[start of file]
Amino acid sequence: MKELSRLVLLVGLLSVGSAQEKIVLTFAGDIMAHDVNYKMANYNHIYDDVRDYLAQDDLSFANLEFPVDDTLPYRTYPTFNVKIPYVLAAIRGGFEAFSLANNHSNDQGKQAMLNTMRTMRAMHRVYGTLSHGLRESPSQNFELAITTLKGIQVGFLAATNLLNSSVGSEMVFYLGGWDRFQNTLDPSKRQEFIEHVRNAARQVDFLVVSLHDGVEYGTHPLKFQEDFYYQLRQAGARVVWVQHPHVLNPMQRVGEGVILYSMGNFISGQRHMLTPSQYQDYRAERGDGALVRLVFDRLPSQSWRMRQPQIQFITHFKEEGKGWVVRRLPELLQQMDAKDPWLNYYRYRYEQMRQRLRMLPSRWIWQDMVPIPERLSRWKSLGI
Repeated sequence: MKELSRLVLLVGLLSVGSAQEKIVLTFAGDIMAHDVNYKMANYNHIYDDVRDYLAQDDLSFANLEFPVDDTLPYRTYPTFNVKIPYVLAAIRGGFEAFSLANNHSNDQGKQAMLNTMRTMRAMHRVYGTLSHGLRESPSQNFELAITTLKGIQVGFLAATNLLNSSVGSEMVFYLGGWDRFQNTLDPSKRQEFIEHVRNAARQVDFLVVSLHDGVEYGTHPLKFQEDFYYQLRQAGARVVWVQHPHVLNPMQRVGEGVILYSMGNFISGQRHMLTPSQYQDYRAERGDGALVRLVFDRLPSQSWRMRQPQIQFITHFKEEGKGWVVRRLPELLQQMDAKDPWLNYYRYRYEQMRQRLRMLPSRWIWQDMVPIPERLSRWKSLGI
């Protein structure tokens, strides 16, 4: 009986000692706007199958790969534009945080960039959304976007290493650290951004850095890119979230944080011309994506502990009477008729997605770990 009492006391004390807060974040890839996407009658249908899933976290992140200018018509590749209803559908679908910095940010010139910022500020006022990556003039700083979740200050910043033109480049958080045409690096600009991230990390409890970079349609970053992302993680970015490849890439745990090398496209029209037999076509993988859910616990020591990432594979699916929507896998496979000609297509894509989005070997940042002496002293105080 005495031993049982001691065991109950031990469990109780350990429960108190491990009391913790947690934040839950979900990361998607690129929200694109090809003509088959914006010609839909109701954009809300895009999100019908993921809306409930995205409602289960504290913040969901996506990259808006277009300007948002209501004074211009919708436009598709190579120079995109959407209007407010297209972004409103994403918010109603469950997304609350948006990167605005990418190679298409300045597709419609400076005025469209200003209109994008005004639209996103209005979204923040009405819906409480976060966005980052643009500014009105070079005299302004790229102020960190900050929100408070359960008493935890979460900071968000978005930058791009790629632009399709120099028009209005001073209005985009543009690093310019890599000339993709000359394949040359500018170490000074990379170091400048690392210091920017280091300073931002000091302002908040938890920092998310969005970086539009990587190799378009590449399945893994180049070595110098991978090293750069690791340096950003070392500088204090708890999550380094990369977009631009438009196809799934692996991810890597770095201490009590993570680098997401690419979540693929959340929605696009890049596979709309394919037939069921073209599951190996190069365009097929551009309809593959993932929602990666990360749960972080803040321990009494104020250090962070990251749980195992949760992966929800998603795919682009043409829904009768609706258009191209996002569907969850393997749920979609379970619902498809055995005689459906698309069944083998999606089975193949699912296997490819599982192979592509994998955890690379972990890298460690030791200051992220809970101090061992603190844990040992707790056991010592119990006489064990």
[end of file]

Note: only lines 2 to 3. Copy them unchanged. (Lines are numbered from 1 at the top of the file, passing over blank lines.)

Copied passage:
Repeated sequence: MKELSRLVLLVGLLSVGSAQEKIVLTFAGDIMAHDVNYKMANYNHIYDDVRDYLAQDDLSFANLEFPVDDTLPYRTYPTFNVKIPYVLAAIRGGFEAFSLANNHSNDQGKQAMLNTMRTMRAMHRVYGTLSHGLRESPSQNFELAITTLKGIQVGFLAATNLLNSSVGSEMVFYLGGWDRFQNTLDPSKRQEFIEHVRNAARQVDFLVVSLHDGVEYGTHPLKFQEDFYYQLRQAGARVVWVQHPHVLNPMQRVGEGVILYSMGNFISGQRHMLTPSQYQDYRAERGDGALVRLVFDRLPSQSWRMRQPQIQFITHFKEEGKGWVVRRLPELLQQMDAKDPWLNYYRYRYEQMRQRLRMLPSRWIWQDMVPIPERLSRWKSLGI
């Protein structure tokens, strides 16, 4: 009986000692706007199958790969534009945080960039959304976007290493650290951004850095890119979230944080011309994506502990009477008729997605770990 009492006391004390807060974040890839996407009658249908899933976290992140200018018509590749209803559908679908910095940010010139910022500020006022990556003039700083979740200050910043033109480049958080045409690096600009991230990390409890970079349609970053992302993680970015490849890439745990090398496209029209037999076509993988859910616990020591990432594979699916929507896998496979000609297509894509989005070997940042002496002293105080 005495031993049982001691065991109950031990469990109780350990429960108190491990009391913790947690934040839950979900990361998607690129929200694109090809003509088959914006010609839909109701954009809300895009999100019908993921809306409930995205409602289960504290913040969901996506990259808006277009300007948002209501004074211009919708436009598709190579120079995109959407209007407010297209972004409103994403918010109603469950997304609350948006990167605005990418190679298409300045597709419609400076005025469209200003209109994008005004639209996103209005979204923040009405819906409480976060966005980052643009500014009105070079005299302004790229102020960190900050929100408070359960008493935890979460900071968000978005930058791009790629632009399709120099028009209005001073209005985009543009690093310019890599000339993709000359394949040359500018170490000074990379170091400048690392210091920017280091300073931002000091302002908040938890920092998310969005970086539009990587190799378009590449399945893994180049070595110098991978090293750069690791340096950003070392500088204090708890999550380094990369977009631009438009196809799934692996991810890597770095201490009590993570680098997401690419979540693929959340929605696009890049596979709309394919037939069921073209599951190996190069365009097929551009309809593959993932929602990666990360749960972080803040321990009494104020250090962070990251749980195992949760992966929800998603795919682009043409829904009768609706258009191209996002569907969850393997749920979609379970619902498809055995005689459906698309069944083998999606089975193949699912296997490819599982192979592509994998955890690379972990890298460690030791200051992220809970101090061992603190844990040992707790056991010592119990006489064990």